Southfield, MI, March 16, 2016 – ENCO, a premier global supplier of TV and radio playout and automation solutions, will launch a new audio insertion manager at the 2016 NAB Show (April 18-21, Las Vegas Convention Center, Booth N2518) to automate text-to-speech conversion. Prominently designed to deliver clear and concise emergency alert audio to visually impaired audiences, the compact 1RU system also brings lifelike sound to automated audio content on primary TV channels.
The new AIM-100 audio insertion manager addresses 21st CVAA compliance regulations, which require TV stations to provide audio descriptions of emergency information on their Secondary Audio Program (SAP) channels. The AIM-100 monitors incoming XML or TXT files from news tickers and other master control systems, and prioritizes and converts that information to audio. ENCO’s built-in automation intelligence delivers the audio in a natural sounding, non-fragmented human voice. All information is precisely logged and time-stamped to prove compliance.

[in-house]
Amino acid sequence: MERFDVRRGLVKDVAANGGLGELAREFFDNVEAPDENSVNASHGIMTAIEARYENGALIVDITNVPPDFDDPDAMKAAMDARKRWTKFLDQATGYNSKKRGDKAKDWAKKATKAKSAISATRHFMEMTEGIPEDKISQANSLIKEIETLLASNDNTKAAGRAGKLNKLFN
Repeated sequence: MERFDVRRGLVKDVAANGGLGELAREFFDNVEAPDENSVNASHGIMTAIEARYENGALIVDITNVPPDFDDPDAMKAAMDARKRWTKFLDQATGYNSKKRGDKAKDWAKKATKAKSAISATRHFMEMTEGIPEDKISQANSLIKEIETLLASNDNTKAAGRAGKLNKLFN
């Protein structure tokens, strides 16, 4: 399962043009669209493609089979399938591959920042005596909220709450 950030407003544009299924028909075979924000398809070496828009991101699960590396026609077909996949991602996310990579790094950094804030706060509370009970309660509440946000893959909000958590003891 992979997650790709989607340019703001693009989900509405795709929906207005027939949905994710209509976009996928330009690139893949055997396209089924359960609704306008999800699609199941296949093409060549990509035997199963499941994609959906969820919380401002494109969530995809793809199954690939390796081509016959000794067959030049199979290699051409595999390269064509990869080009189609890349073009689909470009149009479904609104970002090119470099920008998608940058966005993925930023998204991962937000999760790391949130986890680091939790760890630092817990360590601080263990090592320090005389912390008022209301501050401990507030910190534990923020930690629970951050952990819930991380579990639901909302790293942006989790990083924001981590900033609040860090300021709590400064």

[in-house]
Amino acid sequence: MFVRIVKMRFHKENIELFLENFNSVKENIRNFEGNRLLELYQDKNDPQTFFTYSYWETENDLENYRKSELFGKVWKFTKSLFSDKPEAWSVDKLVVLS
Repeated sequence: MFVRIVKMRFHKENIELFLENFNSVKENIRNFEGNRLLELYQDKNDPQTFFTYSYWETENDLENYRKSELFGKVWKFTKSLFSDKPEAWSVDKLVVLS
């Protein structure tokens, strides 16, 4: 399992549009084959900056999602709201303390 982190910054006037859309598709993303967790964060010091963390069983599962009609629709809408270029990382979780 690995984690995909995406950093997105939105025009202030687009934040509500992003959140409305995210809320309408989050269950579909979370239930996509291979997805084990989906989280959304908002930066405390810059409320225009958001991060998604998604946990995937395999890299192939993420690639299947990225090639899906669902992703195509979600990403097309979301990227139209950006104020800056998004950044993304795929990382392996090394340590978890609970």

The AIM-100, now shipping, represents an expansion of ENCO’s compliance product range for TV broadcasters, joining the enCaption automated closed captioning system among other tools. However, the AIM-100’s flexibility as an audio insertion manager extends to other broadcast needs in the automated workflow, enhancing its value for TV stations and networks.
“The availability of the AIM-100 ensures that broadcasters can come direct to ENCO to automate all pertinent text-to-speech and speech-to-text processes required for regulatory compliance today,” said Ken Frommert, General Manager, ENCO. “However, the AIM-100 casts a wider net for the broadcaster, providing a natural sounding, automated voice to the delivery of weather and sports reports, bilingual programming, ticker tape information and other urgent headlines. However applied, its lifelike sound is far easier to comprehend and more pleasant to the ears than traditional, robotic-sounding text-to-speech processors.”
The flexible customization features of the AIM-100 ensures broadcaster can assign specific parameters for prioritization and program interruption. This includes the insertion of audio tones and alert loops as desired to ensure visually impaired audiences are acutely aware of the emergency information being broadcast. Users can also create a custom dictionary of pronunciations to further optimize use, from adding regional dialects to building a comprehensive list of specialized jargon.